The only compelling action that Smith takes occurs after an American ship also wrecks, bringing ashore a crew including a slave who is lodged overnight in a stable while the rest of the men are bedded at the inn. Smith objects to the condition of the African and lets him out of the pen at night. While a sideplot romance blooms between one of the ship's mates (played by Steinbruner with a Southern accent that could use improvement) and a local girl named Miggy (also played by Green), Smith is questioned and harangued by the ship's captain (Matthew Gray) and several other crew and townsfolk about the crime they suspect he committed. Eventually, and without enough clarity or inevitability, we reach the show's predictable conclusion.

That said, among the lovely techniques employed to tell this tale of questionable stage-worthiness is the use of several see-through scrims that put a gauzy layer between the audience and the action, as though we are watching history (or a period film) through the fuzzy lens of years. Marisa Frantz's spare set works well with Joshua Bradford's and Raquel Davis's lighting design to add to this feeling. Many actors play dual roles, even playing animals. These scenes are among the most magical of the show as Leqoc's influence is most keenly felt; while the sight of a young woman as a dog on a leash in several scenes is a bit unsettling, one quickly comes to understand that this is about the artistry of shedding identity and not a gender-based statement.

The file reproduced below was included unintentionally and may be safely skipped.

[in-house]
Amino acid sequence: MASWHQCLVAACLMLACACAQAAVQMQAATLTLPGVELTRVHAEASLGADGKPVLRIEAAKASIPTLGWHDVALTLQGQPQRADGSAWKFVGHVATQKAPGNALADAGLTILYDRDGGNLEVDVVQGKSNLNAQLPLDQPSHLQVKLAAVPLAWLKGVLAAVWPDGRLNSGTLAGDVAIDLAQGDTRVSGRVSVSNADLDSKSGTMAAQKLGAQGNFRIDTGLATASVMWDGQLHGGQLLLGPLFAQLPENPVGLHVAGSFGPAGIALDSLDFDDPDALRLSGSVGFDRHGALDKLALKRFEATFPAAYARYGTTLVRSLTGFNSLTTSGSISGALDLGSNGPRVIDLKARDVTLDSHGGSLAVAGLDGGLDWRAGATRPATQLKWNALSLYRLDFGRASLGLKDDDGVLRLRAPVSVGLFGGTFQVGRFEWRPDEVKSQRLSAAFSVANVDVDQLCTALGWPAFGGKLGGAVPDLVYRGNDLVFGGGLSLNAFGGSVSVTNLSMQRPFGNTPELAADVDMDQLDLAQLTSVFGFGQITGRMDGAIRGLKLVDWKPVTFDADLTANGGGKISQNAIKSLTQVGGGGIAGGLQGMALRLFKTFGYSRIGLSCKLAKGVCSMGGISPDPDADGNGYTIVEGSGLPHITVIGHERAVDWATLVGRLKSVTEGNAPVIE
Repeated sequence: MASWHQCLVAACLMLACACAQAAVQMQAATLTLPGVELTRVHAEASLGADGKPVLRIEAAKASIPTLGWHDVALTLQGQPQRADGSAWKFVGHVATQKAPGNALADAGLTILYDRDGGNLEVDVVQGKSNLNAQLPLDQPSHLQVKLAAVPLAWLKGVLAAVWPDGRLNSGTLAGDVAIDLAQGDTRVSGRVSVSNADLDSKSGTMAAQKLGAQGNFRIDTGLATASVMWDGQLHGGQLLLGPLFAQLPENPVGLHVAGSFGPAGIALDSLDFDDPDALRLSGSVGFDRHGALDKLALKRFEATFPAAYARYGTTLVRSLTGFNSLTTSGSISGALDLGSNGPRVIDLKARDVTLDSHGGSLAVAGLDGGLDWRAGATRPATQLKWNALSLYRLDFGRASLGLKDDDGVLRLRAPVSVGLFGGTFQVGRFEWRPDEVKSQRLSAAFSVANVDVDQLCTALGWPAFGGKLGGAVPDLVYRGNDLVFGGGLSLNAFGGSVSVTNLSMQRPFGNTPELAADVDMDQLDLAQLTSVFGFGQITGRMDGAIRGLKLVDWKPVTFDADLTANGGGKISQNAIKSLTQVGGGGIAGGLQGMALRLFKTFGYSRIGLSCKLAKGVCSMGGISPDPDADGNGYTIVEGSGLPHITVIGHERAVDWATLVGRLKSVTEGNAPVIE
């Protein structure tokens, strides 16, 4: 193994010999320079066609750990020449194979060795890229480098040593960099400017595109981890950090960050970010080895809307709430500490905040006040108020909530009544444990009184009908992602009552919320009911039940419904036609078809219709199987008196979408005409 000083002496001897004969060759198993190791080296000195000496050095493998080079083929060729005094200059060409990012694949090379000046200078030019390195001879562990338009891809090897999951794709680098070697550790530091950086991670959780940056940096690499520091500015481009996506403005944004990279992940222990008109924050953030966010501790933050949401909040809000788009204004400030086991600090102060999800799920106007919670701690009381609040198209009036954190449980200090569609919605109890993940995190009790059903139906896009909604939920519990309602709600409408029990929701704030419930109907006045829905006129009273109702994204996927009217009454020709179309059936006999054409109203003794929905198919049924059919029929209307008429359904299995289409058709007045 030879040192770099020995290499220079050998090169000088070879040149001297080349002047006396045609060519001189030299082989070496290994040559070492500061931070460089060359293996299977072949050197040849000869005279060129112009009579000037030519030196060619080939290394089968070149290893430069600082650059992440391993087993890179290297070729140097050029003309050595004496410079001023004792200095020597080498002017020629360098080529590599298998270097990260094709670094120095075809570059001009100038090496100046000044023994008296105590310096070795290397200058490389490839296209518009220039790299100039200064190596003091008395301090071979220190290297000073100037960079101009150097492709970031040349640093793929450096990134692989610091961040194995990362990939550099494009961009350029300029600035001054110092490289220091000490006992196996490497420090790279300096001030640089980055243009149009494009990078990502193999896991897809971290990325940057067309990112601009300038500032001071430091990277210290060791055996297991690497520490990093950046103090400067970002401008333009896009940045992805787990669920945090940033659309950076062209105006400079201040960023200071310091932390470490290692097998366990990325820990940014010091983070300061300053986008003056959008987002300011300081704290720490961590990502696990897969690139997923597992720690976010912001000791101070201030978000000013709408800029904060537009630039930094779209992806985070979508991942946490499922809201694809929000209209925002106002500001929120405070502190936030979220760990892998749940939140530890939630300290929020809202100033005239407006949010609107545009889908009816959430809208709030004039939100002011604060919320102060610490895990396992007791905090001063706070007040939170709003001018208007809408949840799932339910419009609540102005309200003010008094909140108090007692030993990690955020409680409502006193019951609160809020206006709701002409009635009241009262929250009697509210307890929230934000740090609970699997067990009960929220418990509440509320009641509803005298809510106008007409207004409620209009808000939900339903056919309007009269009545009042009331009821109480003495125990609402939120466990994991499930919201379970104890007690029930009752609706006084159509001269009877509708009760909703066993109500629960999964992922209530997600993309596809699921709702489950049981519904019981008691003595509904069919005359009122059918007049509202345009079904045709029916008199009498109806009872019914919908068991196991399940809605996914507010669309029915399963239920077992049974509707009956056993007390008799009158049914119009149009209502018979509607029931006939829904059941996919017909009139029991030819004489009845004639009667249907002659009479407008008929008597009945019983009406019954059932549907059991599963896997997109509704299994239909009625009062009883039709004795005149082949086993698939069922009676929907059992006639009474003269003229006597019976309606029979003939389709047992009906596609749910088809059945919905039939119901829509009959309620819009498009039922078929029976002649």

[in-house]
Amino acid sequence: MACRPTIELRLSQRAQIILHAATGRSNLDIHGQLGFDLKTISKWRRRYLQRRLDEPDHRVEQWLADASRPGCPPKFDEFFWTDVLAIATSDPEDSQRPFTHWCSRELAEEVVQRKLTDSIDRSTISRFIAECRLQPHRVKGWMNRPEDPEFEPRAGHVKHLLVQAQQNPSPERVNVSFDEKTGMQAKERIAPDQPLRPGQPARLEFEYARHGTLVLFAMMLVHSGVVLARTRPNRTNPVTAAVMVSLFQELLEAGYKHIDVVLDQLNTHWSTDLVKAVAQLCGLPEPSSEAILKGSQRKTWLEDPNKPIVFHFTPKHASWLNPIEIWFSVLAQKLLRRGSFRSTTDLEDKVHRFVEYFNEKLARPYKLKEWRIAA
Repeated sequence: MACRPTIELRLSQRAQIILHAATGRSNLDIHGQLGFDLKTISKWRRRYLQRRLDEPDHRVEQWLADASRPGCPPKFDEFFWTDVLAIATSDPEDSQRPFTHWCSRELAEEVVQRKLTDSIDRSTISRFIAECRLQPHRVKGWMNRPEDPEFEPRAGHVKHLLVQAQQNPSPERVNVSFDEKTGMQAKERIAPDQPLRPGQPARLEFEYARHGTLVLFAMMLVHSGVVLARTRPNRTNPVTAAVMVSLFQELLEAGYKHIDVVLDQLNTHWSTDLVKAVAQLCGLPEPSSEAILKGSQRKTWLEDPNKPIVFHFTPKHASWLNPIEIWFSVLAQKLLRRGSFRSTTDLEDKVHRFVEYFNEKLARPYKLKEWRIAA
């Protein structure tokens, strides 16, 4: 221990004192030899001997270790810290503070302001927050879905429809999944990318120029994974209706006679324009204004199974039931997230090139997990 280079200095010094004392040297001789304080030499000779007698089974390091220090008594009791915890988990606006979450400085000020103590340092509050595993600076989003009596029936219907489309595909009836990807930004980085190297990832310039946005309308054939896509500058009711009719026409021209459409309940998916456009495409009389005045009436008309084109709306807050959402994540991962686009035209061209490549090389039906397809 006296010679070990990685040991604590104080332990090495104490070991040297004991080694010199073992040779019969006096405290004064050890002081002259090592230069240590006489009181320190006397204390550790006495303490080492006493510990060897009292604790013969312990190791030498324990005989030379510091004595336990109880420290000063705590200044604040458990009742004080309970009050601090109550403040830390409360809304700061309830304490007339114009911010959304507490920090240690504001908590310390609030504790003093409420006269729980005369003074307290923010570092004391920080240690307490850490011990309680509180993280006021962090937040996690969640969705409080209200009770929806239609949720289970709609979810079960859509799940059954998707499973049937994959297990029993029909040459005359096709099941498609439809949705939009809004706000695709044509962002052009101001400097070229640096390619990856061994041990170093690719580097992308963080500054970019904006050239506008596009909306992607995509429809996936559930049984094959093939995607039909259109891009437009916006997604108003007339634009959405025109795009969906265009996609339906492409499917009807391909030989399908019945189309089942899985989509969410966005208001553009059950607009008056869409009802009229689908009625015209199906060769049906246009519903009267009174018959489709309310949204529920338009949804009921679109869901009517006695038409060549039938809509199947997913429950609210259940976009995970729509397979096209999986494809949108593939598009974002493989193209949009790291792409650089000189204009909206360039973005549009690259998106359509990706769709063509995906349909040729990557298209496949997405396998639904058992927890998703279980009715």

Bill Ware's sound design is highly professional; he overdoes the wave sounds and the music only occasionally. But there are two -- count 'em, two -- scenes of villagers dancing at old-time parties with fiddlin' and hollerin'. Several in the audience looked at their companions with knowing resignation when these began; I've seen dozens of such sequences in various shows and have yet to learn a thing about what I was watching from any of them. The Flying Machine has the techniques to make innovative theater and a laudable desire to tell stories. Let's hope that they learn to fuse Anglo-American storytelling and Continental presentation styles to create a powerful new work.